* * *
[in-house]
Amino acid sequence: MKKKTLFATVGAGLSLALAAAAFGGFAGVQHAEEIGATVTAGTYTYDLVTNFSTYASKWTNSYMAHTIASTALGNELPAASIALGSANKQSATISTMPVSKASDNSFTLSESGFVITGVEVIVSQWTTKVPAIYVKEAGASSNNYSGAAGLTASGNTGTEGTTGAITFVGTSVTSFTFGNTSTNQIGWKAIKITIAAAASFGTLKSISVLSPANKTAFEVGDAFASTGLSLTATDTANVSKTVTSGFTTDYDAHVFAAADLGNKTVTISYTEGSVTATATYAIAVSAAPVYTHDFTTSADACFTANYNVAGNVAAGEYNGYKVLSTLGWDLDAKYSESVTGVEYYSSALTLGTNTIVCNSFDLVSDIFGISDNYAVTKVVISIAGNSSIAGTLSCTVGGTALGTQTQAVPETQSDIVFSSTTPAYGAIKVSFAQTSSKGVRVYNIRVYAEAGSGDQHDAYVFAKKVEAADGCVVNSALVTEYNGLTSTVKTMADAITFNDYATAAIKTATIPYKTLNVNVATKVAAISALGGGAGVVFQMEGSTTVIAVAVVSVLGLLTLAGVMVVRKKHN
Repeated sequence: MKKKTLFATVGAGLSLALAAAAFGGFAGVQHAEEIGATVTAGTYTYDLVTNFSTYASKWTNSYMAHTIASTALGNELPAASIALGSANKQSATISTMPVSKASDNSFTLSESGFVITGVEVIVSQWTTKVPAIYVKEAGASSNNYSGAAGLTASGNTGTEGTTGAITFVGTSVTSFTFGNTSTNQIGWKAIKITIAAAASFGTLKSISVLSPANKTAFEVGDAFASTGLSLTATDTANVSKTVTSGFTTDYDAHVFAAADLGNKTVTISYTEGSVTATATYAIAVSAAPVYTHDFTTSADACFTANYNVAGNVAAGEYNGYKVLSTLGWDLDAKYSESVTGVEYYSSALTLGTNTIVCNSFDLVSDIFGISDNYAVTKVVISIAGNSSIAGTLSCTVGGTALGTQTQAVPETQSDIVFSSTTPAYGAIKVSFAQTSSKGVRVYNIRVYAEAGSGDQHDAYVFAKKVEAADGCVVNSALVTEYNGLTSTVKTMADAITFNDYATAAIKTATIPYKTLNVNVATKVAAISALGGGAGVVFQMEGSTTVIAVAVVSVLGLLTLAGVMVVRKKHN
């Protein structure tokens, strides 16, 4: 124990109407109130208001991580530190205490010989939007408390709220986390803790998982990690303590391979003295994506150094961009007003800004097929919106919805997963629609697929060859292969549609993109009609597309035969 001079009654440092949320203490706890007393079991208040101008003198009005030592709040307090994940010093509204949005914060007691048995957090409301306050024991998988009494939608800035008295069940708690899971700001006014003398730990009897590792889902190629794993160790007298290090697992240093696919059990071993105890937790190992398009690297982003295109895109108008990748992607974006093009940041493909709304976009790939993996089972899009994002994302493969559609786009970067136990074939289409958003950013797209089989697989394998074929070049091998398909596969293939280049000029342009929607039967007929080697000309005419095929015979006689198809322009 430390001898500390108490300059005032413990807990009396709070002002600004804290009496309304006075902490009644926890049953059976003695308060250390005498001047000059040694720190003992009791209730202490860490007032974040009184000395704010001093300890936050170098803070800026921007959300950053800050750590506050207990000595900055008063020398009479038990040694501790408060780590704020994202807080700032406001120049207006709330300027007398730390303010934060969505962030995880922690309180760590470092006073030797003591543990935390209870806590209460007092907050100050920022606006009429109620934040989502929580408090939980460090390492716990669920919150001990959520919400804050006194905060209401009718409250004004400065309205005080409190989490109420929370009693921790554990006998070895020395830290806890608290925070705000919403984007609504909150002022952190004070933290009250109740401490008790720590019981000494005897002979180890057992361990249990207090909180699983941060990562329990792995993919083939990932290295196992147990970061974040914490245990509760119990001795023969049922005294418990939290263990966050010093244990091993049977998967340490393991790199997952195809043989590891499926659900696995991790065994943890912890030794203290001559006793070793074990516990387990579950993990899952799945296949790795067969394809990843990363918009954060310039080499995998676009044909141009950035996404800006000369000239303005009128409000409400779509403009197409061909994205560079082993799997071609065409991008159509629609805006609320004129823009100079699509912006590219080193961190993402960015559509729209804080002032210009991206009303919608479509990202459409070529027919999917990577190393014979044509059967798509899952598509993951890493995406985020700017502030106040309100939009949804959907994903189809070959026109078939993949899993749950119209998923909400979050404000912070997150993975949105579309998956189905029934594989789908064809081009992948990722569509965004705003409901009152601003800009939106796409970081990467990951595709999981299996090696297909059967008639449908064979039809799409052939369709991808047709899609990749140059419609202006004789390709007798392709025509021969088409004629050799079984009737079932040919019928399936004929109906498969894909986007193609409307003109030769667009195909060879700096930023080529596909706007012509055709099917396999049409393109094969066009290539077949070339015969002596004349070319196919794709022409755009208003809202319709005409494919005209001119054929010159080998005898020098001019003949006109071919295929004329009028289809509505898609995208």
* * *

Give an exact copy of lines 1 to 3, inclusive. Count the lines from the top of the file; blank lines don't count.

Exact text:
[in-house]
Amino acid sequence: MKKKTLFATVGAGLSLALAAAAFGGFAGVQHAEEIGATVTAGTYTYDLVTNFSTYASKWTNSYMAHTIASTALGNELPAASIALGSANKQSATISTMPVSKASDNSFTLSESGFVITGVEVIVSQWTTKVPAIYVKEAGASSNNYSGAAGLTASGNTGTEGTTGAITFVGTSVTSFTFGNTSTNQIGWKAIKITIAAAASFGTLKSISVLSPANKTAFEVGDAFASTGLSLTATDTANVSKTVTSGFTTDYDAHVFAAADLGNKTVTISYTEGSVTATATYAIAVSAAPVYTHDFTTSADACFTANYNVAGNVAAGEYNGYKVLSTLGWDLDAKYSESVTGVEYYSSALTLGTNTIVCNSFDLVSDIFGISDNYAVTKVVISIAGNSSIAGTLSCTVGGTALGTQTQAVPETQSDIVFSSTTPAYGAIKVSFAQTSSKGVRVYNIRVYAEAGSGDQHDAYVFAKKVEAADGCVVNSALVTEYNGLTSTVKTMADAITFNDYATAAIKTATIPYKTLNVNVATKVAAISALGGGAGVVFQMEGSTTVIAVAVVSVLGLLTLAGVMVVRKKHN
Repeated sequence: MKKKTLFATVGAGLSLALAAAAFGGFAGVQHAEEIGATVTAGTYTYDLVTNFSTYASKWTNSYMAHTIASTALGNELPAASIALGSANKQSATISTMPVSKASDNSFTLSESGFVITGVEVIVSQWTTKVPAIYVKEAGASSNNYSGAAGLTASGNTGTEGTTGAITFVGTSVTSFTFGNTSTNQIGWKAIKITIAAAASFGTLKSISVLSPANKTAFEVGDAFASTGLSLTATDTANVSKTVTSGFTTDYDAHVFAAADLGNKTVTISYTEGSVTATATYAIAVSAAPVYTHDFTTSADACFTANYNVAGNVAAGEYNGYKVLSTLGWDLDAKYSESVTGVEYYSSALTLGTNTIVCNSFDLVSDIFGISDNYAVTKVVISIAGNSSIAGTLSCTVGGTALGTQTQAVPETQSDIVFSSTTPAYGAIKVSFAQTSSKGVRVYNIRVYAEAGSGDQHDAYVFAKKVEAADGCVVNSALVTEYNGLTSTVKTMADAITFNDYATAAIKTATIPYKTLNVNVATKVAAISALGGGAGVVFQMEGSTTVIAVAVVSVLGLLTLAGVMVVRKKHN